New Biosecurity Bill Introduced to Tasmanian Parliament

Thursday 9 May 2019 @ 3.13 p.m. | Legal Research

On 2 May 2019, the Biosecurity Bill 2019 (No 15 of 2019) (the “Bill”) was introduced to Tasmania’s House of Assembly (the “Assembly”) by the Hon Guy Barnett (Minister for Primary Industries and Water).  The new Bill proposes to consolidate a number of current biosecurity laws. The Bill is currently before the Assembly where it is awaiting further discussion.

The following Tasmanian legislation is proposed to be repealed by the new Bill:

  • Vermin Control Act 2000;
  • Weed Management Act 1999;
  • Plant Quarantine Act 1997;
  • Animal Health Act 1995;
  • Animal Farming (Registration) Act 1994;
  • Seeds Act 1985; and
  • Animal (Brands and Movement) Act 1984.

Background to the Bill

According to the Bill’s Explanatory Memorandum (the “EM”), the object of the Bill [in part] is to ensure that responsibility for biosecurity is shared between government, industry and the community, as well as ensuring that Tasmania is protected from threats posed by pests and disease to land and water based industries and environments, public health and public amenities, community activities and infrastructure.

The EM also indicates the Bill is expected to “provide a simpler and more efficient legal framework for the management of weeds and vermin, imports of plant and animal products, biosecurity emergencies, and monetary reimbursement for biosecurity related loss”.

Current Biosecurity Legislation

Biosecurity Tasmania reveals a major shortcoming of the present biosecurity legislation (in particular the Plant Quarantine Act 1997), is the absence of a system to regulate the operation of industry certification schemes in Tasmania. During early 2018 Tasmania was subject to Queensland Fruit Fly incursion where infested fruit was imported after it had been fumigated and certified as “fruit fly free”.

Biosecurity Tasmania also says that a strong legal framework is needed to govern the operation of private certification schemes in Tasmania. Under the Bill, industry based biosecurity certification auditing and accreditation activities will be subject to the regulatory oversight of Biosecurity Tasmania.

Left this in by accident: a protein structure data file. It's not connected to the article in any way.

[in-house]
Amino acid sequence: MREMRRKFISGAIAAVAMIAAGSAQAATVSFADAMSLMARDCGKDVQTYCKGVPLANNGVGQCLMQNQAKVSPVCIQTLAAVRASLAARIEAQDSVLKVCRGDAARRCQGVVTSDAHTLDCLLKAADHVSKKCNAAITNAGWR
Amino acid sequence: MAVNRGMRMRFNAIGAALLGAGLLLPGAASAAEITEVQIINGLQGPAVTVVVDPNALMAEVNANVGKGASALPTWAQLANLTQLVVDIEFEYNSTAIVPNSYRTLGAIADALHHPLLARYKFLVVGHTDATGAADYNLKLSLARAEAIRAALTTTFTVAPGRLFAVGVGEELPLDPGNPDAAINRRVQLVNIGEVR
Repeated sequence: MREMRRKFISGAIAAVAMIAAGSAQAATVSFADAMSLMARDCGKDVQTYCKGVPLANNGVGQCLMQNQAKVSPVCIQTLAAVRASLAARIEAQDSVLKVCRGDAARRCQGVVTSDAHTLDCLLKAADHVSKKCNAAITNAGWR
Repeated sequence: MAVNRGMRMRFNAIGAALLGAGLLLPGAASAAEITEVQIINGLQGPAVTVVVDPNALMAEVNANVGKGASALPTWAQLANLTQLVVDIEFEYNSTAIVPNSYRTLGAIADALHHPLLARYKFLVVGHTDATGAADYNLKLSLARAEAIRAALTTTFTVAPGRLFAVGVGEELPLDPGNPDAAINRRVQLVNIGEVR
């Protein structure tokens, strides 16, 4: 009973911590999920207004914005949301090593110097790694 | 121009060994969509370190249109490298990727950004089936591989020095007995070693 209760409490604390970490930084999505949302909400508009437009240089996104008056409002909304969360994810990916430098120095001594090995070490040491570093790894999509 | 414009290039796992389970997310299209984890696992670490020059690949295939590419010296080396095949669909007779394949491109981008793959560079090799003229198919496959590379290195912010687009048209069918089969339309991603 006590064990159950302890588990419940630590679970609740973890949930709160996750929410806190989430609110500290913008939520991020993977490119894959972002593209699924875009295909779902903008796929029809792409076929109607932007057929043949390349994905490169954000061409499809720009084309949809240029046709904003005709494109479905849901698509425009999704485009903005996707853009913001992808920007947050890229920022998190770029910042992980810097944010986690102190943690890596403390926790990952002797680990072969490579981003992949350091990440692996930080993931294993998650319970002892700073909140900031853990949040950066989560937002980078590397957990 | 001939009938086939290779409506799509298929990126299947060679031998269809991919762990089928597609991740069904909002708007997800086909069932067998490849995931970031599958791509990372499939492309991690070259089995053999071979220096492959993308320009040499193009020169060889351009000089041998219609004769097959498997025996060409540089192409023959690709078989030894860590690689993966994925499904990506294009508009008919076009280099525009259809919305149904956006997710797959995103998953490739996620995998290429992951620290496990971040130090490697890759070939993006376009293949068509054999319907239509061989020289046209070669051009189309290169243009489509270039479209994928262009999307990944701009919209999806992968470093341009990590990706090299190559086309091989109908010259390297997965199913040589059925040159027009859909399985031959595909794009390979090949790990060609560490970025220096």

Introduction of Key Concepts

According to the EM, three new key concepts are proposed to be introduced:

  • Biosecurity matter – defined as animals, plants, diseases, contaminants and other biological material;
  • Biosecurity impact - is defined as harm to the economy, environment or community caused by biosecurity matter; and
  • Biosecurity risk – defined as the risk of a biosecurity impact occurring.

Also, a new statutory General Biosecurity Duty (“GBD”) is also proposed to be introduced and will impose a statutory duty on all Tasmanians and businesses to use reasonable standards of care when dealing with any biosecurity matter or carrier of biosecurity matter. Failure to comply with the GBD will be a criminal offence.

Clause 71 of the Bill (Failure to comply with general biosecurity duty) currently notes the penalty for contravention of “general biosecurity duty” as:

“A deliberate or reckless contravention of the general biosecurity duty that causes a significant biosecurity impact is an aggravated offence that carries the Act’s highest maximum penalties (10,000 penalty unit fine for a corporation, four years’ imprisonment for a natural person) … Provision is made for alternative verdicts, and for alternative proceedings ... ”

Comment and Reaction

In a Media Release, Minister Barnett commented:

“This Bill will help ensure Tasmania has modern biosecurity laws capable of furthering the Tasmanian Biosecurity Strategy, whilst minimising red tape for business and the general community. It is the outcome of more than four years of consultation, and this extensive work has resulted in broad support from industry groups.”

In regards to the benefit of overhauling the current legislation, Minister Barnett noted in his Speech:

“… [the Bill] overhauls and consolidates Tasmania’s biosecurity laws, and aligns Tasmania with the recent biosecurity reforms of New South Wales, Queensland, Western Australia and the Commonwealth … this Bill will keep the biosecurity functions that have protected our State for the last thirty years, but will streamline and modernise them so that they can continue protecting us for the next thirty years. At the same time, the Bill will give us new tools to manage the types of biosecurity threats, and the opportunities, that may arise in the future ...”

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